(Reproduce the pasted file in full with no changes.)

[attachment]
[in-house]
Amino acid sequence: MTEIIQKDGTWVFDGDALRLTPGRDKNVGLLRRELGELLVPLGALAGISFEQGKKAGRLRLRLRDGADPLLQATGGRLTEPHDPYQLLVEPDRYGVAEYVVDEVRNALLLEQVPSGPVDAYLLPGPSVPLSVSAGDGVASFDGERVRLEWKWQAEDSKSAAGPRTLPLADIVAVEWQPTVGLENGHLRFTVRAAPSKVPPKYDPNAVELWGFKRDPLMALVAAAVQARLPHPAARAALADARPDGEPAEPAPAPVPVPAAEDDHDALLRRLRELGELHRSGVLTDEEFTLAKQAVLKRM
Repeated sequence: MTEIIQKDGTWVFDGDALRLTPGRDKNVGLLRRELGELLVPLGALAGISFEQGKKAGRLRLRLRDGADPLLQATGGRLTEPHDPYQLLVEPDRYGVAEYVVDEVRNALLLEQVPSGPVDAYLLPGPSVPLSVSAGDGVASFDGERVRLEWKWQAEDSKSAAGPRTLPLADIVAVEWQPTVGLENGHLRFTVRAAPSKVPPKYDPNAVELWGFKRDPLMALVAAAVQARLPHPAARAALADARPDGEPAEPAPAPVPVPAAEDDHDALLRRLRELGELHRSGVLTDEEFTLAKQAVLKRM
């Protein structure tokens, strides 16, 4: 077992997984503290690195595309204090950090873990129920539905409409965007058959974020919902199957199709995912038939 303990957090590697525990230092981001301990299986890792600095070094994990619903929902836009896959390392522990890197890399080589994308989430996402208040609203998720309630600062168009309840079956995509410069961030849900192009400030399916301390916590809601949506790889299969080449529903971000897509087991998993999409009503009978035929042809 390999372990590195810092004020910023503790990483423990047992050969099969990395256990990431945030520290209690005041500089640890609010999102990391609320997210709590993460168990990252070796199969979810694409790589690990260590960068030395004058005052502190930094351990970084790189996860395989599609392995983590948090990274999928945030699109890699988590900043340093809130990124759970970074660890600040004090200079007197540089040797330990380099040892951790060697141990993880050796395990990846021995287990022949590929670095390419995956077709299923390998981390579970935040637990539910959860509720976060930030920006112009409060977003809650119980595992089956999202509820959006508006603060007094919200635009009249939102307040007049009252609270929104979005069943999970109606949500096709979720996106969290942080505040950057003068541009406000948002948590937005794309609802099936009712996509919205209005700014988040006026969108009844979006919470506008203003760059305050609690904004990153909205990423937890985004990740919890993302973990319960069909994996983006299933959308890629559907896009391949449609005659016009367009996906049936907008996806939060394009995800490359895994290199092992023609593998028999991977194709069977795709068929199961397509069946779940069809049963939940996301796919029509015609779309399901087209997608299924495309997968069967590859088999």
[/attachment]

[in-house]
Amino acid sequence: MTEIIQKDGTWVFDGDALRLTPGRDKNVGLLRRELGELLVPLGALAGISFEQGKKAGRLRLRLRDGADPLLQATGGRLTEPHDPYQLLVEPDRYGVAEYVVDEVRNALLLEQVPSGPVDAYLLPGPSVPLSVSAGDGVASFDGERVRLEWKWQAEDSKSAAGPRTLPLADIVAVEWQPTVGLENGHLRFTVRAAPSKVPPKYDPNAVELWGFKRDPLMALVAAAVQARLPHPAARAALADARPDGEPAEPAPAPVPVPAAEDDHDALLRRLRELGELHRSGVLTDEEFTLAKQAVLKRM
Repeated sequence: MTEIIQKDGTWVFDGDALRLTPGRDKNVGLLRRELGELLVPLGALAGISFEQGKKAGRLRLRLRDGADPLLQATGGRLTEPHDPYQLLVEPDRYGVAEYVVDEVRNALLLEQVPSGPVDAYLLPGPSVPLSVSAGDGVASFDGERVRLEWKWQAEDSKSAAGPRTLPLADIVAVEWQPTVGLENGHLRFTVRAAPSKVPPKYDPNAVELWGFKRDPLMALVAAAVQARLPHPAARAALADARPDGEPAEPAPAPVPVPAAEDDHDALLRRLRELGELHRSGVLTDEEFTLAKQAVLKRM
């Protein structure tokens, strides 16, 4: 077992997984503290690195595309204090950090873990129920539905409409965007058959974020919902199957199709995912038939 303990957090590697525990230092981001301990299986890792600095070094994990619903929902836009896959390392522990890197890399080589994308989430996402208040609203998720309630600062168009309840079956995509410069961030849900192009400030399916301390916590809601949506790889299969080449529903971000897509087991998993999409009503009978035929042809 390999372990590195810092004020910023503790990483423990047992050969099969990395256990990431945030520290209690005041500089640890609010999102990391609320997210709590993460168990990252070796199969979810694409790589690990260590960068030395004058005052502190930094351990970084790189996860395989599609392995983590948090990274999928945030699109890699988590900043340093809130990124759970970074660890600040004090200079007197540089040797330990380099040892951790060697141990993880050796395990990846021995287990022949590929670095390419995956077709299923390998981390579970935040637990539910959860509720976060930030920006112009409060977003809650119980595992089956999202509820959006508006603060007094919200635009009249939102307040007049009252609270929104979005069943999970109606949500096709979720996106969290942080505040950057003068541009406000948002948590937005794309609802099936009712996509919205209005700014988040006026969108009844979006919470506008203003760059305050609690904004990153909205990423937890985004990740919890993302973990319960069909994996983006299933959308890629559907896009391949449609005659016009367009996906049936907008996806939060394009995800490359895994290199092992023609593998028999991977194709069977795709068929199961397509069946779940069809049963939940996301796919029509015609779309399901087209997608299924495309997968069967590859088999």